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The yellow, daisy like flowers of the arnica plant make a cheerful addition to the herb or perennial garden. A member of the sunflower family, arnica is easy to grow and quite adaptable, preferring moist but well drained soil, but tolerant of both clay and sandy soils, partial or full sun. It is hardy to all temperate zones.
While the European species, Arnica montana, is considered the official species and most often used in commercial products, there are 28 North American native species of arnica. At higher altitudes, you may have luck growing Arnica montana (Mountain Arnica).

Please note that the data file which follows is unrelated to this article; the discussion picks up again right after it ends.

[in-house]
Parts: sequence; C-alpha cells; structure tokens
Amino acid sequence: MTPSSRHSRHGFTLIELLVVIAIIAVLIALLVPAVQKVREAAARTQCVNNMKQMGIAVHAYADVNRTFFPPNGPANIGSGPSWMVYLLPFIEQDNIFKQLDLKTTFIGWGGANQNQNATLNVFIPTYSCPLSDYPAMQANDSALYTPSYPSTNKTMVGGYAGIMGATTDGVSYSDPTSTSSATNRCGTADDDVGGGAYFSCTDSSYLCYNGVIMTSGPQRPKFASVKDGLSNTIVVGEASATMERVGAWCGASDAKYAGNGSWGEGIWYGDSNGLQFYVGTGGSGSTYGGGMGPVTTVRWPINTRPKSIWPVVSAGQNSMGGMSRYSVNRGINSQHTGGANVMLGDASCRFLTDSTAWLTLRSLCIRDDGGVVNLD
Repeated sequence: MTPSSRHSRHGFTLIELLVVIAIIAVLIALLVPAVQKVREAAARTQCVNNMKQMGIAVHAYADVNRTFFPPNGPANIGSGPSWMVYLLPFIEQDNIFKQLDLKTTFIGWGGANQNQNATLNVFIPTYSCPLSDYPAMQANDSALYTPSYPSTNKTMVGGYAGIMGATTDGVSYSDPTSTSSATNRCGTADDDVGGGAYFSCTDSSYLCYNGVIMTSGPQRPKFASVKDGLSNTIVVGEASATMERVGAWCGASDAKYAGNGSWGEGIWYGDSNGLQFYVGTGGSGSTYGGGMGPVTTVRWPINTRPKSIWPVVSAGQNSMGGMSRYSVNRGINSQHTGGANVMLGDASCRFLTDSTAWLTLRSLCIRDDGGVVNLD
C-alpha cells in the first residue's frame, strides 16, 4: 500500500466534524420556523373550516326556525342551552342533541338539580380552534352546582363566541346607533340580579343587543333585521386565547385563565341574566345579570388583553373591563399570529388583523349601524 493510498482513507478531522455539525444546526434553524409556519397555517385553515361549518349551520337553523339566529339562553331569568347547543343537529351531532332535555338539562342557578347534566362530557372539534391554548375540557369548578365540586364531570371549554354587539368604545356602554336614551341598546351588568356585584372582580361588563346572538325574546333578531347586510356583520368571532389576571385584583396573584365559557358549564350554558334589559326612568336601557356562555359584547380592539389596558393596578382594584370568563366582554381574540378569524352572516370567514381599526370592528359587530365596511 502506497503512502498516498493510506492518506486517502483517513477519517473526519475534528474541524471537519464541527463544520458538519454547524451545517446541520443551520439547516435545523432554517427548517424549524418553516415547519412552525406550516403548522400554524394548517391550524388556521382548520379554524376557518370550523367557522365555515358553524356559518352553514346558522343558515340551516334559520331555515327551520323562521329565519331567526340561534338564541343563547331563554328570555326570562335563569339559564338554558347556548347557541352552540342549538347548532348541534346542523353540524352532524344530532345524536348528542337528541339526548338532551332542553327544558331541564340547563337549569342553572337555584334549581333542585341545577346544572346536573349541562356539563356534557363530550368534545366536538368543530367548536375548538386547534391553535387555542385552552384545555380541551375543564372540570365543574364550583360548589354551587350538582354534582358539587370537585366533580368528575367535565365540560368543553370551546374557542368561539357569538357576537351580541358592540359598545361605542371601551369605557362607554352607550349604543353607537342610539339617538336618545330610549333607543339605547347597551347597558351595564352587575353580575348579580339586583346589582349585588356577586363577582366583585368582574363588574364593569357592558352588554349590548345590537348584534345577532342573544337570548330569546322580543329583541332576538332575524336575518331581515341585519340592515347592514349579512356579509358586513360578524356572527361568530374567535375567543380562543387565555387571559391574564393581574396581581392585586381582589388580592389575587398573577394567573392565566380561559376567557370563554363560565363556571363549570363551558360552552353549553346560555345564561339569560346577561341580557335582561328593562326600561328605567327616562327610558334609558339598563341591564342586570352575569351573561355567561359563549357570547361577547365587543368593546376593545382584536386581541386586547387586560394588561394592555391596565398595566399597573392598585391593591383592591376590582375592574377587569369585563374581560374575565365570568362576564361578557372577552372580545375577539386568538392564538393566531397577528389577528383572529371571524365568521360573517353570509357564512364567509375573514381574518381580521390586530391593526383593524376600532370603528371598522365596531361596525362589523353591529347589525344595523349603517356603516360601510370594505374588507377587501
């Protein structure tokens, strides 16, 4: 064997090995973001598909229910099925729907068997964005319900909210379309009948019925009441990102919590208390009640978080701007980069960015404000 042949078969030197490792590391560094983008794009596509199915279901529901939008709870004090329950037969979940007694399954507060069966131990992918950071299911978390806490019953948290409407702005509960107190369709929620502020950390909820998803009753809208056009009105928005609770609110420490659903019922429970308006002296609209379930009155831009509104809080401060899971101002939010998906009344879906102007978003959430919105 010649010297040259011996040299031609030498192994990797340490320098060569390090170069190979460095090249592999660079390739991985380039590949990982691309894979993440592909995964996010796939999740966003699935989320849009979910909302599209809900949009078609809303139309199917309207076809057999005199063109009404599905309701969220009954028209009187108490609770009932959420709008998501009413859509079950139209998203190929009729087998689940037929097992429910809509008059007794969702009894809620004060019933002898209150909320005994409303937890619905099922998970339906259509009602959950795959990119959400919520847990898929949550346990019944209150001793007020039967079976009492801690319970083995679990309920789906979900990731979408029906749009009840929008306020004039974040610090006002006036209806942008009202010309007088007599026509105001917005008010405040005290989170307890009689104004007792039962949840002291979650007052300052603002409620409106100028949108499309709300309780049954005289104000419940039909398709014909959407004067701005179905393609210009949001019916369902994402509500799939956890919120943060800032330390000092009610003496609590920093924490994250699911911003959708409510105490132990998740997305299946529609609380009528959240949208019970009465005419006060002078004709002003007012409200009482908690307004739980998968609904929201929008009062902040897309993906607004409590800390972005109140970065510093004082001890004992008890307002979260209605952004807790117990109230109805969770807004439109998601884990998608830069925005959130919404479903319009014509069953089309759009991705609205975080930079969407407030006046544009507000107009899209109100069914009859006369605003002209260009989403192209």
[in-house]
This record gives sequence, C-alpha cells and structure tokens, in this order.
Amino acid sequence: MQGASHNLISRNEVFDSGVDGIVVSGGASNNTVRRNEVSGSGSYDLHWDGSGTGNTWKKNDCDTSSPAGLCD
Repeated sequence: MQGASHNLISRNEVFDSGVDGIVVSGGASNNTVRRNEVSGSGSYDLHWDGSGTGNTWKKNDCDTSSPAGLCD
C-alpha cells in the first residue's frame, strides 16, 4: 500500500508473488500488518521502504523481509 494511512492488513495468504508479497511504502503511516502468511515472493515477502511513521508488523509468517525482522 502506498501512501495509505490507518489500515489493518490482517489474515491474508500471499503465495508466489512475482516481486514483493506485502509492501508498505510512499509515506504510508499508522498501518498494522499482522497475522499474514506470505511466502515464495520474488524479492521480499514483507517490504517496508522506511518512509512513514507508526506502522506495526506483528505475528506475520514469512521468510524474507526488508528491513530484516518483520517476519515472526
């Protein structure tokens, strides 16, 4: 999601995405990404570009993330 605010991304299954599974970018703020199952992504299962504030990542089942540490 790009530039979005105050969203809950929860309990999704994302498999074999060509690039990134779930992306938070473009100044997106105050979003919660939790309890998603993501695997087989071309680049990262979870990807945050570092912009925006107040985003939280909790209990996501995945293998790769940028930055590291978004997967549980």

For more information about growing arnica, visit: http://www.pfaf.org/user/Plant.aspx?LatinName=Arnica+montana
Regarded by herbalists as one of the best remedies for external healing, arnica has been used since the 15th century to treat bruises, sprains, strains and torn ligaments, as well as inflammation and pain due to arthritis, rheumatism and similar conditions.
Today arnica is used topically in over-the-counter creams, salves and ointments that are formulated to treat muscle pain and spasms from sports injuries, arthritis, bruises and muscle and joint inflammation. It can also be taken internally, but only in very small homeopathic doses.
By Elizabeth Scholl